“Societal leadership is Now a Core Function of Business…”
…says Edelman, a privately held communications firm with 60 offices around the globe.
Edelman Trust Barometer
Every year since 2000 Edelman has conducted a trust and credibility survey. For the 2022 survey, they interviewed 38,000 respondents across 28 countries and published the findings in a report called The Edelman Trust Barometer.
Of the studied institutions, businesses, once again, are the most trusted. Globally. The 2022 barometer is showing that trust in government continues to spiral. Key finding: 61 percent of respondents said business is the most trusted institution, ahead of NGOs at 59 percent, government at 52 percent and media at 50 percent. The survey’s respondents are struggling with how government and the media are fueling a cycle of distrust between each other. So, they are turning to businesses to take stronger leads in societal challenges. There are many. The one we are passionate about in these pages is how business can influence racial equity.
Edelman believes that trust is the ultimate currency in the relationship that all institutions—companies and brands, governments, NGOs and media—build with their stakeholders. “For a business, especially, lasting trust is the strongest insurance against competitive disruption, the antidote to consumer indifference, and the best path to continued growth.” Without trust, Edelman says, credibility is lost, and reputation can be threatened.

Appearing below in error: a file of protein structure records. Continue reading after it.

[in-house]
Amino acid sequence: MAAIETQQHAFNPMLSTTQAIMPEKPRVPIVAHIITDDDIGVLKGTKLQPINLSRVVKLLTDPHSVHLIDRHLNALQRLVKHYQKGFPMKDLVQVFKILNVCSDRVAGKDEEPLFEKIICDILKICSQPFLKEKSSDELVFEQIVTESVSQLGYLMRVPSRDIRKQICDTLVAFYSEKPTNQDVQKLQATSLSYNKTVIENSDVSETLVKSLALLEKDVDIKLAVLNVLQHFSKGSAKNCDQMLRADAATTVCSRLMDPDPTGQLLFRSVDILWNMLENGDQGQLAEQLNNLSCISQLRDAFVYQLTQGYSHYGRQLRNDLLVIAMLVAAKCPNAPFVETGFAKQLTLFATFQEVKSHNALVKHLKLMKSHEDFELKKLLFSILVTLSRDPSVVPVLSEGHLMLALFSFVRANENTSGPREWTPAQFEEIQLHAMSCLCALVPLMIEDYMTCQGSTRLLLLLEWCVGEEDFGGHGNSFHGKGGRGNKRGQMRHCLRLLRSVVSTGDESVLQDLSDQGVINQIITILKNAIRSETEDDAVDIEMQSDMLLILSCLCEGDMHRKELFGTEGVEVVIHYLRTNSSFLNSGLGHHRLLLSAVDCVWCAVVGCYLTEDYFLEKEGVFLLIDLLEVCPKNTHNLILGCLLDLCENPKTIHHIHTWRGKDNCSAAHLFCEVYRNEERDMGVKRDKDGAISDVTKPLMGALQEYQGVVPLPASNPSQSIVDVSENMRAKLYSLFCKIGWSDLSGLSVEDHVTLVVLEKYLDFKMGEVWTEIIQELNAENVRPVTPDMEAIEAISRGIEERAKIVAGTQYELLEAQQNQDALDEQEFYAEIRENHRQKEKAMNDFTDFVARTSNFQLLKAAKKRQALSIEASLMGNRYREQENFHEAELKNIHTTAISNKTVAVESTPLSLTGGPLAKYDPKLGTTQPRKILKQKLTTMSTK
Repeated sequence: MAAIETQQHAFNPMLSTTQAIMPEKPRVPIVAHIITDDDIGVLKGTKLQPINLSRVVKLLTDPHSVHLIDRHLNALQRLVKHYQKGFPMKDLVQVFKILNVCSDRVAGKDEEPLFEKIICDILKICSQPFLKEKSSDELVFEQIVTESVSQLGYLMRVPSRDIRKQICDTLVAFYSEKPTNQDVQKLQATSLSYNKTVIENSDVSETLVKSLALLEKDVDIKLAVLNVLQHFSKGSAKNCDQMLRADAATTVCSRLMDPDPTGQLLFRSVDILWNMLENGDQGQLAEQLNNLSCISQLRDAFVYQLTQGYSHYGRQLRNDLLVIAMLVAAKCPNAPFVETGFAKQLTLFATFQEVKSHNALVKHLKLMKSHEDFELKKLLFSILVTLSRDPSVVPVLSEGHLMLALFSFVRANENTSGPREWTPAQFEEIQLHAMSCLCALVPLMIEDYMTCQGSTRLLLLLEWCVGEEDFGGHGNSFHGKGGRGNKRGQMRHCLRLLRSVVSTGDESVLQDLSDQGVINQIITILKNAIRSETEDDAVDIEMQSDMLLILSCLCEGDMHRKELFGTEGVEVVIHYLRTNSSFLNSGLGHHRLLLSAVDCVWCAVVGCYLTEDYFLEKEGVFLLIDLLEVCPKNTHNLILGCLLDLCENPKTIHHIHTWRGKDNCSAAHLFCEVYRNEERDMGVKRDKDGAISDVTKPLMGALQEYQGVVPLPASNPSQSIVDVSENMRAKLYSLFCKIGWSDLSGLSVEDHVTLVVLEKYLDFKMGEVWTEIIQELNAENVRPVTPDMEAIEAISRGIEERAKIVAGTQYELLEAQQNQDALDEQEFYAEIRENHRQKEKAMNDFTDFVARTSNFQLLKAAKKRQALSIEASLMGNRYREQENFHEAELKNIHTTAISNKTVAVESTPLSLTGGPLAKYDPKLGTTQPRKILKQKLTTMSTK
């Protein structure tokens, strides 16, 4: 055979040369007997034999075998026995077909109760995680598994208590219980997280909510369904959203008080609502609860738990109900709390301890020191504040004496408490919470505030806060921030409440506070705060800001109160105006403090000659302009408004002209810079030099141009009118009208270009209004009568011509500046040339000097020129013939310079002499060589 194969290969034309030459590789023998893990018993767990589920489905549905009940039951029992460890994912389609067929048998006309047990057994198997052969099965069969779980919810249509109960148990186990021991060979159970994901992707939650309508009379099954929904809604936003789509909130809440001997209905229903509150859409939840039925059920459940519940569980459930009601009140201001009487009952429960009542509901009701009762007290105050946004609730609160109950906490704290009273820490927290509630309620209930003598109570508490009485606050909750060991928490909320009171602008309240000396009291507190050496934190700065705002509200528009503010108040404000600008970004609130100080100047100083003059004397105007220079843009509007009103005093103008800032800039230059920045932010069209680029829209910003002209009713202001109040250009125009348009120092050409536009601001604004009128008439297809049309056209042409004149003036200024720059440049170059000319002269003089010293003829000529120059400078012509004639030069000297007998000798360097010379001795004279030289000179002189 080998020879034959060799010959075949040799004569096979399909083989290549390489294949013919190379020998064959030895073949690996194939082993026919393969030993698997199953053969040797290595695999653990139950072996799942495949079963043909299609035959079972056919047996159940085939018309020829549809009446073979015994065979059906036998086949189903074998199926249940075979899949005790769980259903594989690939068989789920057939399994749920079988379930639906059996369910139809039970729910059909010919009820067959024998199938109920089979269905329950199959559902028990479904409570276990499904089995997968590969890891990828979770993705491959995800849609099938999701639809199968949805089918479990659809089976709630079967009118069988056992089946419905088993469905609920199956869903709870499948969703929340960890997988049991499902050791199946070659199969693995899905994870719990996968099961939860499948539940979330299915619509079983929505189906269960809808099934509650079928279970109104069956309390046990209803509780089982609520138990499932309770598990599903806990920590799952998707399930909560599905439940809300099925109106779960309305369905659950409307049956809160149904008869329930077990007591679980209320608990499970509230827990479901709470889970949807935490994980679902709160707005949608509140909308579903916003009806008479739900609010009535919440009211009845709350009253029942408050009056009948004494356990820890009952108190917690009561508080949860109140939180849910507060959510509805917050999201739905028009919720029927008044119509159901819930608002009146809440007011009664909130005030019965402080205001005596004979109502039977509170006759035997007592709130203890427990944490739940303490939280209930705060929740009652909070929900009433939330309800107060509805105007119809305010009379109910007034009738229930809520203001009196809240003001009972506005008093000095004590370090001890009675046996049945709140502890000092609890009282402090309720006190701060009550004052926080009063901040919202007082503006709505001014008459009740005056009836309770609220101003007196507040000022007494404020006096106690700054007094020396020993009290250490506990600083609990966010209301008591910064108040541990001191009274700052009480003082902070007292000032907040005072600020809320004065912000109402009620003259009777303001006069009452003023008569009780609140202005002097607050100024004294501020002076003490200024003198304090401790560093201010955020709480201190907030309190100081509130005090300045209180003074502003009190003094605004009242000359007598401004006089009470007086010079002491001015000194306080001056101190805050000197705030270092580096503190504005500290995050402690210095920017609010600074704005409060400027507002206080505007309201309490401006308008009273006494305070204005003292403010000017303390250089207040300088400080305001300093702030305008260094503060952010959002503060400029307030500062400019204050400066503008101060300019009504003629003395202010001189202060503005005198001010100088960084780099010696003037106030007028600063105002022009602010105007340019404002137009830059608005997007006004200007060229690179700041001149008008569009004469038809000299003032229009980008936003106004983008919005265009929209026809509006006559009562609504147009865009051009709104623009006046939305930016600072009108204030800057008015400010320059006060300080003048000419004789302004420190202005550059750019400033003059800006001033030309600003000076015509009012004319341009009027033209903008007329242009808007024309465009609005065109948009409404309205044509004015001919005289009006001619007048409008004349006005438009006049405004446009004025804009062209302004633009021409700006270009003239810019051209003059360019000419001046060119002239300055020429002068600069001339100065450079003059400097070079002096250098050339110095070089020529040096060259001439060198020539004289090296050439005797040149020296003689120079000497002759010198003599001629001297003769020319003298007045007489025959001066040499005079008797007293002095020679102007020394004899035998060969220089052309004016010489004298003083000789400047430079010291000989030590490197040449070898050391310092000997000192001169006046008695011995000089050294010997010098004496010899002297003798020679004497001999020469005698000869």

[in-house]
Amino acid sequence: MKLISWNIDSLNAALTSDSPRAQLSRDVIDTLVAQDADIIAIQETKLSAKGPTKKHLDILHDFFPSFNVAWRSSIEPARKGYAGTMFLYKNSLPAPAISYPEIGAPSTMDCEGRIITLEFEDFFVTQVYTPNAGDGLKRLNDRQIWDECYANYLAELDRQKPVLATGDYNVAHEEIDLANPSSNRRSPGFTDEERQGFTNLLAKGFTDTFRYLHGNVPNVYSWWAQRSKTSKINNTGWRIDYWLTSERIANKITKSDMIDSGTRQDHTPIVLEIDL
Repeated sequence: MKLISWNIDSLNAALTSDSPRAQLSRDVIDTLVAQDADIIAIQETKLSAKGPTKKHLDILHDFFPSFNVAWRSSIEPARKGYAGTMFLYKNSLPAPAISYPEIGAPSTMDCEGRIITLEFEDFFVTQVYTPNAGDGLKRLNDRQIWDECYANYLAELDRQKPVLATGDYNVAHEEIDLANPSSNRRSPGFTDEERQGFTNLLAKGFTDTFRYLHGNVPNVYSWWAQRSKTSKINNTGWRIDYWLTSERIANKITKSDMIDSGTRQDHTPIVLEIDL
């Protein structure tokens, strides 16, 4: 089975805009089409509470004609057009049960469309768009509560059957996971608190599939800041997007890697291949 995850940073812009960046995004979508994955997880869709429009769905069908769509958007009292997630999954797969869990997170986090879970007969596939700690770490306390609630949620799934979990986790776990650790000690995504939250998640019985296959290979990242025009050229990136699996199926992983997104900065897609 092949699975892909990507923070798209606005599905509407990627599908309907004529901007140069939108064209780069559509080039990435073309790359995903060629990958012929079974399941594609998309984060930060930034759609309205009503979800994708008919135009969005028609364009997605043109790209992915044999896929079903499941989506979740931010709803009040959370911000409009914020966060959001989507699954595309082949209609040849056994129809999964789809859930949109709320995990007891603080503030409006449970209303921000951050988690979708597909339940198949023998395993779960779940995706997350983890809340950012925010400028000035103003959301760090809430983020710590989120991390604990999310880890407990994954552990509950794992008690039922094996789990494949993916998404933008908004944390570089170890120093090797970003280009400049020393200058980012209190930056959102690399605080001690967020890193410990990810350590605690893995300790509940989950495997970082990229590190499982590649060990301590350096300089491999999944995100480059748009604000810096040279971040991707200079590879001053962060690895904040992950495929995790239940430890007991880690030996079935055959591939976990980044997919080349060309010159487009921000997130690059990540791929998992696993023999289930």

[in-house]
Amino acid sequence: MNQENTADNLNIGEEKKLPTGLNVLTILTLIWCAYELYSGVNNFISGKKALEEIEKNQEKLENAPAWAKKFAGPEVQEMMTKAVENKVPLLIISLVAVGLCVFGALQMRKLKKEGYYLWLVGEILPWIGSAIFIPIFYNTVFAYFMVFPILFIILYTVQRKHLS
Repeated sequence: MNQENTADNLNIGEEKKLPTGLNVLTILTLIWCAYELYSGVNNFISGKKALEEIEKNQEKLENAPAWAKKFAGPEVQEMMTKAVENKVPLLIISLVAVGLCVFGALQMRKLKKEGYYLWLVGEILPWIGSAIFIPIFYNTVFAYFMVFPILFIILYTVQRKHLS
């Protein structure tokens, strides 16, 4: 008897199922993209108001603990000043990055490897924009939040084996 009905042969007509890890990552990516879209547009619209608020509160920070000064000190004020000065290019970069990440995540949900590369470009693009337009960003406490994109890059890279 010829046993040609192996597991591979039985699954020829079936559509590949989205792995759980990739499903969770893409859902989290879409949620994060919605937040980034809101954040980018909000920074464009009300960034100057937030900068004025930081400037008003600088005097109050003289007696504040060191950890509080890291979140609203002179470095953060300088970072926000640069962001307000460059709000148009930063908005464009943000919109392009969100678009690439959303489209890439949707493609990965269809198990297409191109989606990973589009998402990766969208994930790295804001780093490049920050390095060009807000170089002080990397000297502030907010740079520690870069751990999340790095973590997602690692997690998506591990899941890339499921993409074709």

Keep Learning, Growing
We learned of the Edelman Trust Barometer in February 2022 when we were guests on The Mind Tools Learning and Development podcast hosted by Ross Garner and Nahdia Khan. The topic: why work is the ideal place to talk about race. That’s not only a catchy podcast title. We believe it. And make a strong case for it in The Business of Race.
Historically, the workplace has been a domain for transformational societal change. From the industrial revolution to the digital revolution, businesses have led not only how we work but also how we live: from personal computers on every desktop and the ability to work from anywhere in the world, to on-site daycare and flexible work hours. During the Covid-19 pandemic, in many cases organizations were well ahead of government in protecting employees through remote work practices.
With millions working from home, videoconferencing became the office communication standard between clients and colleagues. Now this technology routinely connects family and friends and is a learning platform for K–12 and college students. Apps like Zoom, Microsoft Teams, Google Meet, and GoToMeeting, once used exclusively for business, have become popular in households around the world. From bridal showers and happy hours, to holiday shindigs and funeral services, gathering over a once business-only platform has become the new norm.
Businesses Can Lead Another Transformational Change
And that is advancing an antiracist society. It starts with businesses setting as a strategic priority, an antiracist workplace. Then applying resources (enormous in the case of large corporations) to educating their workforce, facilitating constructive conversations, and evolving their policies and practices.